Emojis have become a part of daily communication, and the workplace is no different. The rise of Gen Z in the workforce demands the importance of using emojis to communicate. The world even celebrates World Emoji Day every July 17th. However, it's essential to understand the boundaries and best practices to effectively use them for business communication.
Not to mention, the COVID-19 pandemic forced many workers who weren't used to it to work from a distance. Many were forced to find ways to replace the in-office body language and facial expressions that were suddenly missing.
I'll admit, I don't count myself among the growing number of emoji users for work communication purposes. It's not that I've never used an emoticon with a coworker, but I'm also not one to send a smiley emoji to a client. But, I'm nothing if not moldable, so I've been exploring the benefits of emoji use in work-related communication.
Benefits of Using Emojis at Work
Emojis, of course, can convey emotions that may be hard to express in words, making them a necessary addition to digital communication. A smiley face at the end of a message lets your colleague know that your comment was lighthearted, a thumbs up lets them know you've reviewed their message, and the celebration emoji can allow you to quietly share in a workplace win.
Moreover, research has shown that using emojis at work can boost empathy and encourage more positive social proximity. Research from Slack conducted in conjunction with the language app Duolingo suggests that workers actually feel like communication is incomplete without emojis.
Best Practices for Using Emojis at Work
Here are some of the best practices for using emojis at work:
Know Your Audience: Younger generations tend to use emojis more often than older professionals. Knowing who is comfortable and familiar with emoji use, can help you determine how and when to use them appropriately in work-related communication.
Be Clear and Professional: Emojis should not replace regular text or be used in the email subject line. Instead, they should complement text to make the message clearer and more readable. Avoid using inappropriate or ambiguous emojis to prevent misunderstanding and foster healthy workplace communication.
Consider Time and Place: Using emojis is more acceptable in casual communication like on social media or text message than in professional forms of digital communication like work email. Understanding the work culture before introducing emojis in the workplace communication is necessary. Ensure that the emoji usage is appropriate and doesn't impact productivity.
Set Norms: The company culture should set the standards for appropriate emoji usage. Establishing clear guidelines on emoji usage in work-related communication can assist in avoiding misunderstandings and creating a healthier work environment.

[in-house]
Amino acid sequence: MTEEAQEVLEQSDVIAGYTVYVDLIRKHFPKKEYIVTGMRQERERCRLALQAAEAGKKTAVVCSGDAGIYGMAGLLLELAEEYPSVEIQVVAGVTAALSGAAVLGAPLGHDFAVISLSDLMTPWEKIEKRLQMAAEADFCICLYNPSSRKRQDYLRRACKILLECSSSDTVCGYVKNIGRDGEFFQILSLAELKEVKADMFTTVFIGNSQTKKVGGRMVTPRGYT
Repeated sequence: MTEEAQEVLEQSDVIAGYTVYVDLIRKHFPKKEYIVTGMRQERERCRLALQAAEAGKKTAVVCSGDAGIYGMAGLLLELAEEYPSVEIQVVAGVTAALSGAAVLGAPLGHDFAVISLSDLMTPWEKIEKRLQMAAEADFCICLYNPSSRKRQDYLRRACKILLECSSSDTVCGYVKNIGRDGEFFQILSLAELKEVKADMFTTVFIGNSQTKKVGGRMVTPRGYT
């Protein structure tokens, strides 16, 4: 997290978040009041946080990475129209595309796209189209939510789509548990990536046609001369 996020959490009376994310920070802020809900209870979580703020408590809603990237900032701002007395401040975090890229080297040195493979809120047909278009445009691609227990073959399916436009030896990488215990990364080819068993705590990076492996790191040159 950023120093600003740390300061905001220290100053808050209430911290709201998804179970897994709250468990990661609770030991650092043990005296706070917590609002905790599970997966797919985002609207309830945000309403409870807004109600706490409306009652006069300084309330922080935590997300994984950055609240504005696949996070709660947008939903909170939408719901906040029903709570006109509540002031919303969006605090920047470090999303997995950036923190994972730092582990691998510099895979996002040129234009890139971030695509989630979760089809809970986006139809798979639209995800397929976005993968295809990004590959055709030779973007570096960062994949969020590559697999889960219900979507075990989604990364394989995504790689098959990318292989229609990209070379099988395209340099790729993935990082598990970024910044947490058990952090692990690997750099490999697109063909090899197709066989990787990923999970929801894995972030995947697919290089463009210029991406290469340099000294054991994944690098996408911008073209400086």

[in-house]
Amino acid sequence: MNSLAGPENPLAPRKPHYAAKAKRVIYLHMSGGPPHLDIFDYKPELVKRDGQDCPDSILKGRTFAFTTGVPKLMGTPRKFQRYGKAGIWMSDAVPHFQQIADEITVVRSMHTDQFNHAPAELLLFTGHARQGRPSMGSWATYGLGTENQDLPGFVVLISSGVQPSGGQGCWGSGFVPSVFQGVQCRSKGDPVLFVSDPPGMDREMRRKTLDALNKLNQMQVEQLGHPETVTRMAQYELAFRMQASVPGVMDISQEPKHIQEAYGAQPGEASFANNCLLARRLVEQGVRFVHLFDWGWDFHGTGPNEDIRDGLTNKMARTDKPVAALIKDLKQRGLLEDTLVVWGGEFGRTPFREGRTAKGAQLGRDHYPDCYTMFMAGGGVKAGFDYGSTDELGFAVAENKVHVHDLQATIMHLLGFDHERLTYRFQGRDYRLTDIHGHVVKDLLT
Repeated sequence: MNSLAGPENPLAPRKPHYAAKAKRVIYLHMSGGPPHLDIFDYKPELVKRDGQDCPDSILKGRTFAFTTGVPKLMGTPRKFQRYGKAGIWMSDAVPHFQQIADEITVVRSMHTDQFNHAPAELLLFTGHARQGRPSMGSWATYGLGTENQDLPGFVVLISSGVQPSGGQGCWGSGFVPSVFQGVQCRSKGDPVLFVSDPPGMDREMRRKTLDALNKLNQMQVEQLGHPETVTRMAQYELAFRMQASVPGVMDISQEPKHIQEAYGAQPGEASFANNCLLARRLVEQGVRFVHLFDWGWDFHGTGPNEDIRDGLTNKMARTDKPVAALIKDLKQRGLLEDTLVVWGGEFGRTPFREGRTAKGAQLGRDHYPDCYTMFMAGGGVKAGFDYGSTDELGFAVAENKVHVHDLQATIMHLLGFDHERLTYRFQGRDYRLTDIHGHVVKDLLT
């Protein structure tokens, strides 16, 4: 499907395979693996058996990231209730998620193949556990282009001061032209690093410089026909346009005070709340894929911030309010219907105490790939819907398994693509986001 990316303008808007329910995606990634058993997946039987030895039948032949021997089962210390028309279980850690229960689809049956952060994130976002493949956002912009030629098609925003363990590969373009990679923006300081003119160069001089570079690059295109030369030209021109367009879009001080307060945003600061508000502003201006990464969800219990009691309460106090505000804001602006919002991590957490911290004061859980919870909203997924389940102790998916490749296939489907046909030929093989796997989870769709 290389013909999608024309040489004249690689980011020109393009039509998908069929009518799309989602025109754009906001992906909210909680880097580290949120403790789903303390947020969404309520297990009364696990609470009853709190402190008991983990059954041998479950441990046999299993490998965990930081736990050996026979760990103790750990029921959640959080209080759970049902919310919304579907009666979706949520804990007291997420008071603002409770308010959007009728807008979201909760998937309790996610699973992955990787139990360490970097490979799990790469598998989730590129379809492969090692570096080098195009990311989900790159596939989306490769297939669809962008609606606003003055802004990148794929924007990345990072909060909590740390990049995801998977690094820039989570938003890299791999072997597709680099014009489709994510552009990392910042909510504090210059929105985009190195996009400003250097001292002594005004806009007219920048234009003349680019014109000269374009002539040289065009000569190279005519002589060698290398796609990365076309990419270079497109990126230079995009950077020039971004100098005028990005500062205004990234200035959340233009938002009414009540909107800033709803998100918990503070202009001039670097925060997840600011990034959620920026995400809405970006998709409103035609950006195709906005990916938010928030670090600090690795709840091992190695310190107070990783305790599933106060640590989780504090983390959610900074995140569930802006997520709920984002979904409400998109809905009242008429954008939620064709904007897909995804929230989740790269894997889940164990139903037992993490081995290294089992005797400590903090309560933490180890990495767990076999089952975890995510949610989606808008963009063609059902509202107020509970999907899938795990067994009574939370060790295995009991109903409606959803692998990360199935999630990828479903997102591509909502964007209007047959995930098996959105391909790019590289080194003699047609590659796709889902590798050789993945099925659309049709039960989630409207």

Avoid Ambiguity: Using specific emojis to convey a precise emotion or feeling can be helpful, but sometimes emojis can have multiple meanings. Make sure you understand the meaning of the specific emoji you're using and avoid using ambiguous emoticons that may be misunderstood and lead to HR issues.
It's essential to avoid misunderstanding when using emojis, especially regarding nonverbal cues. If a message is unclear, one may unknowingly use an emoji that can change the entire message's tone. Using the tongue-out emoji could be interpreted as rude, sarcastic, or dismissive, for example. Additionally, avoid emojis that could be considered inappropriate or sexually suggestive to prevent creating a hostile work environment.
Other Uses of Emojis at Work
One of my favorite podcasts, Brave New Work, has an entire episode about the use of emojis at work. If it's a topic that interests you, it's well worth a listen.
The benefits they discuss include:
- Custom emojis for collective emotion
- Skin tone usage to visually show team diversity
- Agreed upon emoji use for quick feedback
- Emojis to trigger automated workflows
So how do I feel about emojis?
For me, the jury is still out on emoji use at work.
Emojis can add a human touch to the conversation, making the message more eye-catching and engaging. However, we must understand the limits of emoji usage in work-related communication.
Emojis must not replace regular text and should avoid hostile work environments, sex and gender-based harassment, and inappropriate usage when used at the workplace.
Mastering these guidelines and best practices can genuinely help businesses and employees make the best use of emojis while still maintaining the necessary professional communication.